What does it mean to be a flexible workplace, and how does that impact both our professional and personal lives?
The beauty about work flexibility policies and options are that they are not one size fits all. The key is finding what works for you and/or your company. Options include things like remote work, flexible scheduling, part-time or freelance roles, job sharing, compressed workweeks, and more.
For my team, being flexible means that everyone works remotely from their home offices 100 percent of the time. No one spends precious time and energy commuting to and from work. Instead, people reinvest that time and energy into themselves however they see fit. We also utilize flexible schedules where our teams have, to a great extent, control over when they start and end their workdays, and we offer extensive paid time off.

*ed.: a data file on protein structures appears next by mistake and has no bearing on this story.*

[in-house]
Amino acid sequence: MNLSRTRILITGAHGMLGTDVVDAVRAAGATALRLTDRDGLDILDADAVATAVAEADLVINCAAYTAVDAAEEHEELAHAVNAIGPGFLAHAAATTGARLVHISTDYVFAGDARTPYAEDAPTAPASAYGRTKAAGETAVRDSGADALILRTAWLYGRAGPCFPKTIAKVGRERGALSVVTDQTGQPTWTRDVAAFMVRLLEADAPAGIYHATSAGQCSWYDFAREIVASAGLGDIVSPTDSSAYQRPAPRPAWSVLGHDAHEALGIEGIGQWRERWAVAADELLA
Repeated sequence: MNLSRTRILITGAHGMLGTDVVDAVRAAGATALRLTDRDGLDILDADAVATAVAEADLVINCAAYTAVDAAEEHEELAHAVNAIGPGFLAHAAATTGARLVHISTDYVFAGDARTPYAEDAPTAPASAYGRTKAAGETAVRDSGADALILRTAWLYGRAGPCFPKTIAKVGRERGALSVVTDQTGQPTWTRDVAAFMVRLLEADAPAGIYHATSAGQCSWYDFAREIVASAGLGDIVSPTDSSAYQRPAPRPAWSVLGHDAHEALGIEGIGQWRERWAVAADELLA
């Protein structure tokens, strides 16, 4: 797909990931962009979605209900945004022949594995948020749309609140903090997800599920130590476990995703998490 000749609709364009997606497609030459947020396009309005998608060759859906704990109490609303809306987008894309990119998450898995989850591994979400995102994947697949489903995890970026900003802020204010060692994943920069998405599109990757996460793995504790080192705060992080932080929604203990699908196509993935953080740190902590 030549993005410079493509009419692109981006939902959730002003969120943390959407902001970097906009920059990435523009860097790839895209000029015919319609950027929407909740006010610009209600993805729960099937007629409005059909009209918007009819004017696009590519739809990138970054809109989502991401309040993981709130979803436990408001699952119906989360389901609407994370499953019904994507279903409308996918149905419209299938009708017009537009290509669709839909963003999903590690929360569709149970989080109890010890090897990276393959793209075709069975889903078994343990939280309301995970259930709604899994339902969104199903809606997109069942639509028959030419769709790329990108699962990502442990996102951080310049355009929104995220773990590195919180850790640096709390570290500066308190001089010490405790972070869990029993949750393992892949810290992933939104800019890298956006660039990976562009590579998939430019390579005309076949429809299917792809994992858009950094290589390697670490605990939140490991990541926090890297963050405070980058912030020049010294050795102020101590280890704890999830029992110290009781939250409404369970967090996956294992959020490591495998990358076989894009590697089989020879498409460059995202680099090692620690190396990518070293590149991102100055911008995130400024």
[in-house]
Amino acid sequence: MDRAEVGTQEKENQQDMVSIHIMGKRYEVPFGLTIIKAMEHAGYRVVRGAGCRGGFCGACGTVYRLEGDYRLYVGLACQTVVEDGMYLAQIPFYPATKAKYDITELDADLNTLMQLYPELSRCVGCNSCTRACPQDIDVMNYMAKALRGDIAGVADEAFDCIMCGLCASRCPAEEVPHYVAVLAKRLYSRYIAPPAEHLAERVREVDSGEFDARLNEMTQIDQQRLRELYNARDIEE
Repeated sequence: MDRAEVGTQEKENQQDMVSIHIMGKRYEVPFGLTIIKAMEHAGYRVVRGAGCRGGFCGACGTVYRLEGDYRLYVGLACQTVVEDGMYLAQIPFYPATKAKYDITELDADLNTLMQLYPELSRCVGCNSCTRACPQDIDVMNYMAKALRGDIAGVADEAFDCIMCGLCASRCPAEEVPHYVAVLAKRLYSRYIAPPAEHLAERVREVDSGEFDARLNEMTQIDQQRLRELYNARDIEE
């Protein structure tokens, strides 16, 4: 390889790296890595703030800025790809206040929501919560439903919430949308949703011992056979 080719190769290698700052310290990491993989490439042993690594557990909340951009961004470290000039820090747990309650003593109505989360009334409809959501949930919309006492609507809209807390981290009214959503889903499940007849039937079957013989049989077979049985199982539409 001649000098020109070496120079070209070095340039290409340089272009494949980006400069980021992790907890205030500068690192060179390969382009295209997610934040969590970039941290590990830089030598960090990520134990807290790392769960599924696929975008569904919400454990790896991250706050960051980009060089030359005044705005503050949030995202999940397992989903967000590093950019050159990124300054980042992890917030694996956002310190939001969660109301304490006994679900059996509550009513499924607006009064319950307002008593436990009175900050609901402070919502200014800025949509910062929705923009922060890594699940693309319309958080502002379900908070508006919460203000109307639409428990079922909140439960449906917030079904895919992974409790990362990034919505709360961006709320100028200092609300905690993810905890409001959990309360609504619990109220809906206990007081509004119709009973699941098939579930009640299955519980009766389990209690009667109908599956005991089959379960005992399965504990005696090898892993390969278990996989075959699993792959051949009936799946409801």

And the positive impacts we see among our team aren’t unique. On Thrive Global, I also wrote about 4 Stats that Show How Flexible Work Options Contribute to Well-Being. The vast majority of professionals — 94 percent — feel that changing their work lives to be more flexible would have huge, positive impacts on their lives, including relationships, friendships, stress levels, happiness, health, and much more.
Here are some of the many ways professionals say flexible work changes their personal lives for the better:
Family and Friendships
Personal Health and Wellbeing
First, define flexible work for yourself.
What would your ideal flexible work arrangement look like? A “flexible job” is a professional-level job that has a telecommuting, flexible schedule, freelance, or part-time component.
Every flexible job uses different combinations of flexibility, so think about how you’d prefer to work, and which flexible work options would match with your life needs.
According to the survey respondents, 100 percent telecommuting remains the most popular choice of flexible work for job seekers (72 percent), then flexible schedules (52 percent). Part-time schedules (36 percent), and freelance work (34 percent).